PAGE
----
This year the MacBook Pro was badly in need of a refresh, and fans of the product had high hopes. Apple’s laptops have been standard-bearers for a decade, and many people rely on them as a crucial tool for their work and their personal lives. Usually, major updates to the MacBook Pro receive a broadly positive response. This time, however, reactions have been all over the map: a few positive, some mixed or simply bewildered, and many anguished and condemnatory. There's no question that a lot of people will like the new MacBook Pro; that said, there's a significant community for whom it's a huge disappointment, and this represents an opportunity for Apple to release one additional product in the spirit of the MacBook Pros of the past. Apple can still fix this mess: it can make a MacBook Pro SE. When a lot of customers complained loudly that the iPhone 6 was too big to fit in their hands, Apple took the opportunity to launch an unexpected product: the iPhone SE. The SE recycled the form of the iPhone 5, but with new components to keep it up to date. While not perfect, it did a lot of things right, and it was a huge hit. It satisfied people who valued essential usability above the cachet of a big screen, while also offering a lower entry cost for people who found the flagship price to be too high. The circumstances aren’t exactly the same, but Apple has a similar opportunity here: to offer a less “glamorous” laptop that focuses on key areas of essential functionality that are crucial to an important customer segment: professionals and other discerning users who are unswayed by shiny gimmicks and the cult of thinness, and who want a powerful, beautiful, well-engineered computer that “just works”. These people have always relied on - and evangelized for - Apple’s computers, but they are now in danger of becoming aggrieved and disenchanted. What’s wrong with the new MacBook Pro line? The new MacBook Pro didn’t single-handedly introduce all the changes that are alienating certain people from Apple’s laptops. It’s more the straw that broke the camel’s back, adding untenable insults to a long string of design choices accumulating in the product line. In the list below, I lay out some thoughts on how to make the perfect MacBook Pro SE to recapture the spirit of the past. -1- In the new MacBook Pro, Apple prioritized thinness over usability. Cutting bezel size (i.e. reducing the footprint) was absolutely the right move, but cutting the thickness necessitated a controversial new keyboard with almost no travel. While some people claim to like it, many people find it almost unusable, causing significant and constant discomfort at best and outright pain at worst, especially for those with overuse injuries. Apple has always prioritized quality keyboards, and it used to be an industry tradition for the MacBook and the ThinkPad to be cited as having the best keyboards year after year. Therefore the new keyboard - which instead of winning accolades has strongly polarized users - is a disturbing deviation from the norm. -2- The reduced thickness also forced a reduction in battery size. Apple has been an industry leader in pushing the battery life of laptops, and it's been appropriately lauded for this effort. Therefore it's a real shame to see the company backing away from its dedication to this area. -3- Almost all ports have been removed. Let’s go through these one at a time: MagSafe: universally lauded as one of the MacBook line’s best features. Arguments for removal are that charging through USB-C allows for plugging the computer in on either side, and will push the world toward interoperable, non-proprietary chargers. Both of these arguments are actually quite reasonable, but they don’t conflict with offering a MagSafe port in the back-left of the MacBook Pro SE for those who still prefer its advantages. Mini DisplayPort, USB 3.0, and HDMI have all been ditched for USB-C: I respect this decision, and although it will cause short-term dongle pain, it strikes me as closely parallel to Apple’s very successful past efforts to push the industry forward (killing the floppy, PS/2 keyboard and mouse, CD/DVD, FireWire 400, FireWire 800, ethernet, DVI, etc.). We might not like it now, but the MacBook Pro SE won’t be ready for close to another year, and by then I think most people will be glad of the future-proofing. SD card slot: no excuse. Photo card functionality isn’t superseded by USB-C, it’s simply lost. Usually when Apple is being “courageous” and trying to push the industry away from obsolete standards, it will offer an explanation for its decision. Sometimes the explanation is genuinely compelling; other times it’s thinly-veiled nonsense. The fact that Apple didn’t even bother with thinly-veiled nonsense for this one suggests that it knows there’s no plausible explanation that would be acceptable to its audience. The most likely explanation is that it’s part of Apple’s aggressive vision for smartphones to supplant digital cameras entirely. It’s true that Apple has done incredible work advancing smartphone camera technology. That said, the idea that smartphones will catch up to APS-C or Micro 4/3 (or larger formats) in the next few years, even with dual-camera setups married to software depth-of-field effects like the one on the iPhone 7 Plus, is delusional hubris. Removing the SD card slot hurts photographers while offering no material benefit. It should be returned in the MacBook Pro SE. -4- Zero upgradeability for storage and memory. This is the culmination of a long transition, in which we’ve seen the ethos behind Apple’s computers shift from powerful tools to disposable consumer devices. Apple switched to its own flash storage connector before a good industry standard was readily and affordably available, and I don’t blame it for that choice. But now there’s M.2, and Apple should use this standard for the SSD in the MacBook Pro SE. To do otherwise is to signal that it prioritizes monopolistic greed over the good of its customers. Regarding memory, some professionals have written that the 16GB limit is a major problem. I think 16GB will be enough for most people, but for those who need more, it could indeed be a deal-breaker. However, since the lack of a 32GB option is more an issue with Intel’s roadmap than with Apple’s design choices, I’m not staking out a position here. My hope is that by the time Apple comes out with the MacBook Pro SE, this problem will have resolved itself. -5- Touch Bar: A harmful gimmick. Not only does the Touch Bar remove the escape key and make it harder to access basic functions like the volume controls, but it adds extra and unnecessary expense. It’s also just embarrassingly removed from the real needs of advanced users — for example, autosuggestion while typing on a smartphone makes sense, but on a computer it’s a distracting oddity. The MacBook Pro SE should retain physical keys instead. -6- The trackpad is much larger now, for uncertain reasons. No commenters have ever mentioned being unhappy with the previous size of Apple’s trackpad. To the contrary, Apple has been cited as being the best trackpad maker in the world so often that it’s become a cliché. But the new one actually hurts functionality, as it’s big enough to cause accidental palm touches when you type. This makes the curser jump unexpectedly — an inexcusable annoyance. -7- One more thing: a matte screen. This one’s been a long time coming. The MacBook Pro SE should have a matte screen option with a bezel that’s matched to the body color of the laptop (rather than a glossy screen with a black bezel and edge-to-edge glass). Apple’s last laptop with a matte screen was sold in 2012. But a lot of people, myself included, are still waiting for a screen option that doesn’t have distracting and headache-inducing reflections and glare. It says a lot about how important this is that I’d much rather have a 1440x900 matte screen than a 2880x1800 retina glossy screen. In fact, the matte screen on my 2008 MacBook Pro was the best screen I’ve ever used on a laptop. Furthermore, I've noticed a correlation between people who value the other features proposed for the MacBook Pro SE and people who prefer matte screens. Since this option isn’t currently available elsewhere in Apple’s lineup, the SE is the right place for the matte screen to make its return. Why does this matter? Apple may have a minority share of the total computer market, but its position is still a monopoly. Specifically, it controls a monopoly on computers running OS X / macOS. There’s a reason why people who are familiar with both operating systems and who have the ability to choose between them overwhelmingly go with OS X: it’s stabler, more elegant, less weighed down by bloatware, and less susceptible to malware. Many people spend well over 8 hours a day on computers: working, writing, communicating, browsing, watching videos, and more. Smartphones may be eating into that time, but the personal computer is still the most fundamental extension of the human mind. By changing the focus of the MacBook Pro from well-rounded excellence to thinness and glitz, Apple has left a lot of people with no computing option that combines the right hardware and the right software in a single package. This means that one way or another, those people will be spending a large percent of their waking hours in a digital world that (to them) feels uglier, more frustrating, and less capable. Every one of those hours is made worse as a result. Fortunately, the solution doesn't call for any new technology. It doesn't require innovation or radical design. It needs only two things: 1) the work (which should by no means be minimized) of fitting the right mix of existing components into the right physical case; 2) the courage to embrace two distinct but equally valid visions of the MacBook user base, rather than the singular, consumerist, thinness-obsessed, gimmick-focused profile to which the existing MacBook Pro has been unabashedly pitched. The point is not that the new line is bad per se. To the contrary, it's a very impressive product. The point is that there’s another line that needs to be made, one for which there is significant demand and for which Apple will win huge accolades and love. We need a 15" MacBook Pro SE.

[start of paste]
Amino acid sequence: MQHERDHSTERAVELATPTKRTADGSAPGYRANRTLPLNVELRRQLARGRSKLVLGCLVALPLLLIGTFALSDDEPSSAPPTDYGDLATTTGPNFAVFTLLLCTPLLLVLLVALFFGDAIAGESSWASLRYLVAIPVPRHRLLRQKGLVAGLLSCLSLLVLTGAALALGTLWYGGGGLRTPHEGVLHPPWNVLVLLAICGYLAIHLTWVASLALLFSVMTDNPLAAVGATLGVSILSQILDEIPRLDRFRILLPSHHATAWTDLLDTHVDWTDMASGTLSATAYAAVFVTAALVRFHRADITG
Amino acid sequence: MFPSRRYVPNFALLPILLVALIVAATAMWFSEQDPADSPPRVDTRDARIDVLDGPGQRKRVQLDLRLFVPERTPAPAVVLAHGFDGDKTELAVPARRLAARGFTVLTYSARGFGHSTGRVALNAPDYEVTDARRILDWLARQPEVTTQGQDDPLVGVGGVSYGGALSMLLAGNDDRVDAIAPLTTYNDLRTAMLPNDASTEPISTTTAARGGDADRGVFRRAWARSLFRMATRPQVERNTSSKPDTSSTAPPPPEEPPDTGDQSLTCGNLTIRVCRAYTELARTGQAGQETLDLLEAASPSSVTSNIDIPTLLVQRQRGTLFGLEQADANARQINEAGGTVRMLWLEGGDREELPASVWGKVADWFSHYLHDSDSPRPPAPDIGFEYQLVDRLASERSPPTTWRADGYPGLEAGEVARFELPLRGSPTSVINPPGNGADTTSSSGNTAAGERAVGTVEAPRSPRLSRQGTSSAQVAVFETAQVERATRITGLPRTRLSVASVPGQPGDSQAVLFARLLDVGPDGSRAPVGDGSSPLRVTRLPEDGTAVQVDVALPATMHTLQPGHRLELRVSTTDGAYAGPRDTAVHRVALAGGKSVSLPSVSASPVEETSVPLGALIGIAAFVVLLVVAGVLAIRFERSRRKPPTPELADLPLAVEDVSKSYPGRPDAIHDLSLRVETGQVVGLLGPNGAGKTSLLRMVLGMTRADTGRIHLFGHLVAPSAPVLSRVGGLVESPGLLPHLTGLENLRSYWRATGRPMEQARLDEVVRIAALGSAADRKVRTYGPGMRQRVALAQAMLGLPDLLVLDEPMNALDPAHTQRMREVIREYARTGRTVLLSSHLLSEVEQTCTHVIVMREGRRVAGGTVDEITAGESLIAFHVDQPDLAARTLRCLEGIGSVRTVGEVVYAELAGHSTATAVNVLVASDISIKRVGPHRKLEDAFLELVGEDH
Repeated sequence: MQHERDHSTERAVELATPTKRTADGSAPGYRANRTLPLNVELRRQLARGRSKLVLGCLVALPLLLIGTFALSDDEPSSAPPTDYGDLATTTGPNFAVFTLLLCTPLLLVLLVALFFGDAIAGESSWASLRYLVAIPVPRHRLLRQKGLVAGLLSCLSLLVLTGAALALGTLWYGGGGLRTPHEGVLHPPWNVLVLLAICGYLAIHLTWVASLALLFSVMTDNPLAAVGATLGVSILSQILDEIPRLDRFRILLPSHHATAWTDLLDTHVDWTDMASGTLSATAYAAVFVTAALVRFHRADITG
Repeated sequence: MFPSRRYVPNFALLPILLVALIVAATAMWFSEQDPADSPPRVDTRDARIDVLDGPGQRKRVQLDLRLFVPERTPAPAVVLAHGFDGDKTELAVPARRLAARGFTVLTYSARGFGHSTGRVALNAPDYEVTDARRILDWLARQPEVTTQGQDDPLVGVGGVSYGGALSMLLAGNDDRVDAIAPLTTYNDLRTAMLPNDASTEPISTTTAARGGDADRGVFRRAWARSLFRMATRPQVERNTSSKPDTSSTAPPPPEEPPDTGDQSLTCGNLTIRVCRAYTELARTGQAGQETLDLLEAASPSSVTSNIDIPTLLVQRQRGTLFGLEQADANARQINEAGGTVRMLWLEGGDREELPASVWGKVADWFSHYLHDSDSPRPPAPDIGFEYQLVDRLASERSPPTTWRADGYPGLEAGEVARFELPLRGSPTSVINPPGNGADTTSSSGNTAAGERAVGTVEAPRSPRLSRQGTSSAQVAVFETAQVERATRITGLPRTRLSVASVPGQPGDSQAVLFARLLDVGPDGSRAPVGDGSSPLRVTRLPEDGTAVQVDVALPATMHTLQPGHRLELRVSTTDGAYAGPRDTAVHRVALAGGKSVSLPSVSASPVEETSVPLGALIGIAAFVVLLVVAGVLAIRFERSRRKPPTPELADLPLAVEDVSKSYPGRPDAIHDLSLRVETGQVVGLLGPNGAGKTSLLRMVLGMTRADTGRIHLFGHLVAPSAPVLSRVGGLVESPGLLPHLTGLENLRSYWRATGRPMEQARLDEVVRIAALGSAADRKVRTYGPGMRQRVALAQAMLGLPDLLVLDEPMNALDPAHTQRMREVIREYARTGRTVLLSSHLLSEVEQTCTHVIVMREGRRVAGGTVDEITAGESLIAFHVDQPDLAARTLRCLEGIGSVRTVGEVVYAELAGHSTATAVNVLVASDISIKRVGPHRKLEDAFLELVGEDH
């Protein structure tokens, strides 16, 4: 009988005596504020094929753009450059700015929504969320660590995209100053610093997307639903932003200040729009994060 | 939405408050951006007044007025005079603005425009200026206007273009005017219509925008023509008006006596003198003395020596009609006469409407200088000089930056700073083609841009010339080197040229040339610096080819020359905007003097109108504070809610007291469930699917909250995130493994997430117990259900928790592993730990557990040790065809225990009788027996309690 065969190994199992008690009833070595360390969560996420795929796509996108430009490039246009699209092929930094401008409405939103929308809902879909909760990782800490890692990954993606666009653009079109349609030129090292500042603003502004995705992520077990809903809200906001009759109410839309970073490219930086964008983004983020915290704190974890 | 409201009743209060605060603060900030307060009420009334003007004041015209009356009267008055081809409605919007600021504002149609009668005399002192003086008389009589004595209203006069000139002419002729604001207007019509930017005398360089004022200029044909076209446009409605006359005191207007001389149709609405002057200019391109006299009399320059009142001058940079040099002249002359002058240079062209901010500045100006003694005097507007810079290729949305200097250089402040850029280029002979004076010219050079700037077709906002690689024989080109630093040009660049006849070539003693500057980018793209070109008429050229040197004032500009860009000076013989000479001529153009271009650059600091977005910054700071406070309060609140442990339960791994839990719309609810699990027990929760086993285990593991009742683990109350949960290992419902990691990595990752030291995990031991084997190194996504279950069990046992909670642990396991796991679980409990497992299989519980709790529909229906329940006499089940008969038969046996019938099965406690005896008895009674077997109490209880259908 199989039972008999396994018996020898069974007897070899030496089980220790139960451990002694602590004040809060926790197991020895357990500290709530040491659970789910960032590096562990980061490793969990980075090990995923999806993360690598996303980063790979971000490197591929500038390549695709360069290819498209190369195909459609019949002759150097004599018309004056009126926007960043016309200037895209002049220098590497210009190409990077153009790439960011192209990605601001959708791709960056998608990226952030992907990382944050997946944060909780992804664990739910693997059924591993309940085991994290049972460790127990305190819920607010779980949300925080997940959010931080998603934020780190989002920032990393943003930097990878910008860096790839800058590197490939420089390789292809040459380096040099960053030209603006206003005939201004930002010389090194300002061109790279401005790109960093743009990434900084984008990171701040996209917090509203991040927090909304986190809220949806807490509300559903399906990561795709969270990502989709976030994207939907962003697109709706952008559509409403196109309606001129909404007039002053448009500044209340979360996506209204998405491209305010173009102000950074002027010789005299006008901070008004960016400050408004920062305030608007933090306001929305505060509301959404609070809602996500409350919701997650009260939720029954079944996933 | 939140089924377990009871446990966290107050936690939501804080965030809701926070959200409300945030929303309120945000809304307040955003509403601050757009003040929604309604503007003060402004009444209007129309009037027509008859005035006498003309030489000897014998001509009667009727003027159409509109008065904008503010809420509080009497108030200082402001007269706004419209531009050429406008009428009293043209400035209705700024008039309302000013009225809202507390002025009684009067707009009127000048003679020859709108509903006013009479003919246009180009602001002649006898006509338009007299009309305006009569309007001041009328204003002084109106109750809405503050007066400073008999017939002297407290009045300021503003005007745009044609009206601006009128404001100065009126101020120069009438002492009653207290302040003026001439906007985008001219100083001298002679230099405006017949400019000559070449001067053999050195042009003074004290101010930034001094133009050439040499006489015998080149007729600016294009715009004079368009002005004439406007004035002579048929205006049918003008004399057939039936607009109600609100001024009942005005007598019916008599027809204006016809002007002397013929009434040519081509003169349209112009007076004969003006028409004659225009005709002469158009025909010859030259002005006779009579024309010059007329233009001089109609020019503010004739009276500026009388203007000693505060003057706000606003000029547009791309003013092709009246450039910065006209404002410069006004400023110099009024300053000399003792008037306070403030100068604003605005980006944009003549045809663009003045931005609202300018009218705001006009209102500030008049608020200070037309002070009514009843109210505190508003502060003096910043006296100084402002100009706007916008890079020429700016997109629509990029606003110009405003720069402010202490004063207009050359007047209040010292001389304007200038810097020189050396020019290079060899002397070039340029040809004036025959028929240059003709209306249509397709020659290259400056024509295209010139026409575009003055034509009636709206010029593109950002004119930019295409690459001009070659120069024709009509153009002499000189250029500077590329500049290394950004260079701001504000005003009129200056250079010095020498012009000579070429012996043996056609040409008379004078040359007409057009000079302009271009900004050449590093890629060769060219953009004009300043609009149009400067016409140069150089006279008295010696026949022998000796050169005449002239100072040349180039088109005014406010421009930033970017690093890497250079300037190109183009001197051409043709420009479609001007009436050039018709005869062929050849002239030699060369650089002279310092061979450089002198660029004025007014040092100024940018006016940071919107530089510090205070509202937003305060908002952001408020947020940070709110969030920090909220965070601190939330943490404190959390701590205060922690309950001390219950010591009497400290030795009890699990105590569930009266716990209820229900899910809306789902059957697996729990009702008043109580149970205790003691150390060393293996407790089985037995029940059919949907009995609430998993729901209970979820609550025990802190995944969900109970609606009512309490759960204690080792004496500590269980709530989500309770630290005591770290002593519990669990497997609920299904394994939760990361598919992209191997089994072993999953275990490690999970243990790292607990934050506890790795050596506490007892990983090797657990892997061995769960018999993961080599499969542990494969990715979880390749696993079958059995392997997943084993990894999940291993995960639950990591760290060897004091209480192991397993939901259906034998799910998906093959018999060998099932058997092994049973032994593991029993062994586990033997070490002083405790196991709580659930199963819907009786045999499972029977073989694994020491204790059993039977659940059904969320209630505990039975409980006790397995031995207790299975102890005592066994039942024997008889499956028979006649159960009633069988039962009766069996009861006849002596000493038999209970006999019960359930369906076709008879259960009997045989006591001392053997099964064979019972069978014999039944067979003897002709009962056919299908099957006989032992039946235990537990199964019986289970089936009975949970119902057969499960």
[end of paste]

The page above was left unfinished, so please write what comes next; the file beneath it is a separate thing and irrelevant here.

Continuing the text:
Dan Berman
12 supporters